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Blackouts, Heat Waves and the Narrative of Perpetual Crisis in Iraq
Each summer since 2005, Iraq’s national electrical grid has failed Iraqis living in dense urban neighborhoods, forcing them to create “temporary” fixes to cope with record-breaking heat waves in the absence of reliable or sufficient electricity and clean water. While uninterrupted access to electricity is regarded as a ‘foundational apparatus’ of modernity, from Iraq we learn how the perpetual emergencies of climate change and infrastructural collapse together redefine the modern condition. When the American-led occupation of Iraq established a dysfunctional sectarian regime and effectively politicized the country’s energy sector, the country’s infrastructure became a symbol for the occupation and common targets for sabotage by insurgent and later Islamic State militias causing significant material damage and creating heightened risk for electrical workers. Despite the billions of dollars that have been invested in grid rehabilitation since the first days of the occupation, national electrical infrastructure still cannot meet demand by a significant margin. Presumed unreliability of grid infrastructure means that those who can afford it must pay for neighborhood level provision by diesel-powered communal generator operators while others resort to “stealing” energy or making do without an electrical supply. Centered on an analysis of a global news (AP) media archive covering Iraq’s annual heatwaves, this paper argues that attention to the everyday lives of urban residents coping with Iraq’s electricity crisis demonstrates how people navigate the convergence of accelerating climate change, infrastructural failure, economic instability and political dysfunction that characterize and compromise the transition to less carbon-intensive systems in Iraq, and elsewhere. To do this, the paper examines how the archive, as an accumulation of documentary footage and interview sound bites that reproduce an uncanny and singular media narrative and image of ‘Iraqis in crisis’ year after year, works to further exceptionalize Iraq as a site of perpetual crisis and obscures the interlocked histories of Iraqis struggling for environmental, political and social justice. The paper then re-situates and offers close readings from the media archive in light of the political legacies of war and occupation that have shaped Iraq’s landscape of energy infrastructure and the contours of urban life.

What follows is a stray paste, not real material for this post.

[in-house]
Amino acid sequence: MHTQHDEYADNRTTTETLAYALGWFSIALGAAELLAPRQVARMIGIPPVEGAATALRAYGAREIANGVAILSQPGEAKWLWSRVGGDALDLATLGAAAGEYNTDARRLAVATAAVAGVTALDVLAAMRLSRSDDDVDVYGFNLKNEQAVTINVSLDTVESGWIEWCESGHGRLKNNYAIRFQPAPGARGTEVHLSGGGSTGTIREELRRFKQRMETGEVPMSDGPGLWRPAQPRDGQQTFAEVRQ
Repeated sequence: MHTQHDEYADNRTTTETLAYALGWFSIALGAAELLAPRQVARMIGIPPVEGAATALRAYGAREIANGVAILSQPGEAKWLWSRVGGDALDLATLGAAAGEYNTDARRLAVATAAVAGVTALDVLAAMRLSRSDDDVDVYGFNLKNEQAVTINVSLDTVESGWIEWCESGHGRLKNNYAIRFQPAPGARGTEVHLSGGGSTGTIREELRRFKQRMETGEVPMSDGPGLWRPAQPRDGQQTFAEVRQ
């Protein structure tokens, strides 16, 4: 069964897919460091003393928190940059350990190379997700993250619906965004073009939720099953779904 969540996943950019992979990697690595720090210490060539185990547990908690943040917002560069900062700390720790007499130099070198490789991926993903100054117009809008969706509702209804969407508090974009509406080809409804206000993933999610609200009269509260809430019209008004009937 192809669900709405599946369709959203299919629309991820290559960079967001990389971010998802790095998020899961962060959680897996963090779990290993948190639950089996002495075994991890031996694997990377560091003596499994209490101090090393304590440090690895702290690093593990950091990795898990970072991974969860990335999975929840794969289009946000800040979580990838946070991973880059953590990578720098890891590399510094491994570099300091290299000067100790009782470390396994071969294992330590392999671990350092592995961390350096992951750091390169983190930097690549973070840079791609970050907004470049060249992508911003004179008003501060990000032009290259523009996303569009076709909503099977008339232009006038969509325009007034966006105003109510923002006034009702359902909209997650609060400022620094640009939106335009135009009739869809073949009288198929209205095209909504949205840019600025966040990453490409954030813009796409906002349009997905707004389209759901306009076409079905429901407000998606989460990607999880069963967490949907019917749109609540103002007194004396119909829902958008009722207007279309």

Media Arts
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